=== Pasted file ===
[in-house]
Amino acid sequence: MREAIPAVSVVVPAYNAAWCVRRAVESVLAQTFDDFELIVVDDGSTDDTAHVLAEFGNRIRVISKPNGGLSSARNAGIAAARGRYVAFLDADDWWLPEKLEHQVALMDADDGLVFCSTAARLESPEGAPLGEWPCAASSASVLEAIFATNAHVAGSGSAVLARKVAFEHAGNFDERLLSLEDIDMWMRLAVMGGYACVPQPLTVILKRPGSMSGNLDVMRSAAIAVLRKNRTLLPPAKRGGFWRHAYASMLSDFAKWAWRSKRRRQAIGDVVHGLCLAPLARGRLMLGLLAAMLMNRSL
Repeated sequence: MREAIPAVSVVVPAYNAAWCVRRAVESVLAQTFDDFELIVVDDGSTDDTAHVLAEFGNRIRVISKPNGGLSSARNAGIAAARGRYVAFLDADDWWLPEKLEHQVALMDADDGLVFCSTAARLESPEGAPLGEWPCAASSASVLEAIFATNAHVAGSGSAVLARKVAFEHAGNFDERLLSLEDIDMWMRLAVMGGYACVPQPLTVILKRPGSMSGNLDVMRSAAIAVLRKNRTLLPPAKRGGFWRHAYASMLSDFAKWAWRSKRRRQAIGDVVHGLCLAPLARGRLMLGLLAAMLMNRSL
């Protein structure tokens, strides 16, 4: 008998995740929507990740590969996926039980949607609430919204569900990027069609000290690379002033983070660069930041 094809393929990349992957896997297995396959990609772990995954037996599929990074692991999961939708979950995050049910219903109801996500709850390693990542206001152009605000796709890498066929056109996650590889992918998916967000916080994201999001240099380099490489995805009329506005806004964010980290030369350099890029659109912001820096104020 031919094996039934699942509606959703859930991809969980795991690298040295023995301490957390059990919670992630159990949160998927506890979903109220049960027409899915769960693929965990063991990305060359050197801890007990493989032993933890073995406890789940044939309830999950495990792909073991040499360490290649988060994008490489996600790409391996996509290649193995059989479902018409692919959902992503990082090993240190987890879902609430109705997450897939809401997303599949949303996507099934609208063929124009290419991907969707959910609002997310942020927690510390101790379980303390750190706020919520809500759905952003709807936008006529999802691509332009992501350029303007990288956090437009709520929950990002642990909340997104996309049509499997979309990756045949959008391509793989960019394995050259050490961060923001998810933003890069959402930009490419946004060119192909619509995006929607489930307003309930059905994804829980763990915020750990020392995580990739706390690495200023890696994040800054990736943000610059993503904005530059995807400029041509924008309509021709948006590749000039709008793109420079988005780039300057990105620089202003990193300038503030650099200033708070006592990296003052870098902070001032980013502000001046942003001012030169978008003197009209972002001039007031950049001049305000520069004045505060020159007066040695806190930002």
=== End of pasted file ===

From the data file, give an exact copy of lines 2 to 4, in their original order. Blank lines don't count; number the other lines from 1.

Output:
Amino acid sequence: MREAIPAVSVVVPAYNAAWCVRRAVESVLAQTFDDFELIVVDDGSTDDTAHVLAEFGNRIRVISKPNGGLSSARNAGIAAARGRYVAFLDADDWWLPEKLEHQVALMDADDGLVFCSTAARLESPEGAPLGEWPCAASSASVLEAIFATNAHVAGSGSAVLARKVAFEHAGNFDERLLSLEDIDMWMRLAVMGGYACVPQPLTVILKRPGSMSGNLDVMRSAAIAVLRKNRTLLPPAKRGGFWRHAYASMLSDFAKWAWRSKRRRQAIGDVVHGLCLAPLARGRLMLGLLAAMLMNRSL
Repeated sequence: MREAIPAVSVVVPAYNAAWCVRRAVESVLAQTFDDFELIVVDDGSTDDTAHVLAEFGNRIRVISKPNGGLSSARNAGIAAARGRYVAFLDADDWWLPEKLEHQVALMDADDGLVFCSTAARLESPEGAPLGEWPCAASSASVLEAIFATNAHVAGSGSAVLARKVAFEHAGNFDERLLSLEDIDMWMRLAVMGGYACVPQPLTVILKRPGSMSGNLDVMRSAAIAVLRKNRTLLPPAKRGGFWRHAYASMLSDFAKWAWRSKRRRQAIGDVVHGLCLAPLARGRLMLGLLAAMLMNRSL
């Protein structure tokens, strides 16, 4: 008998995740929507990740590969996926039980949607609430919204569900990027069609000290690379002033983070660069930041 094809393929990349992957896997297995396959990609772990995954037996599929990074692991999961939708979950995050049910219903109801996500709850390693990542206001152009605000796709890498066929056109996650590889992918998916967000916080994201999001240099380099490489995805009329506005806004964010980290030369350099890029659109912001820096104020 031919094996039934699942509606959703859930991809969980795991690298040295023995301490957390059990919670992630159990949160998927506890979903109220049960027409899915769960693929965990063991990305060359050197801890007990493989032993933890073995406890789940044939309830999950495990792909073991040499360490290649988060994008490489996600790409391996996509290649193995059989479902018409692919959902992503990082090993240190987890879902609430109705997450897939809401997303599949949303996507099934609208063929124009290419991907969707959910609002997310942020927690510390101790379980303390750190706020919520809500759905952003709807936008006529999802691509332009992501350029303007990288956090437009709520929950990002642990909340997104996309049509499997979309990756045949959008391509793989960019394995050259050490961060923001998810933003890069959402930009490419946004060119192909619509995006929607489930307003309930059905994804829980763990915020750990020392995580990739706390690495200023890696994040800054990736943000610059993503904005530059995807400029041509924008309509021709948006590749000039709008793109420079988005780039300057990105620089202003990193300038503030650099200033708070006592990296003052870098902070001032980013502000001046942003001012030169978008003197009209972002001039007031950049001049305000520069004045505060020159007066040695806190930002």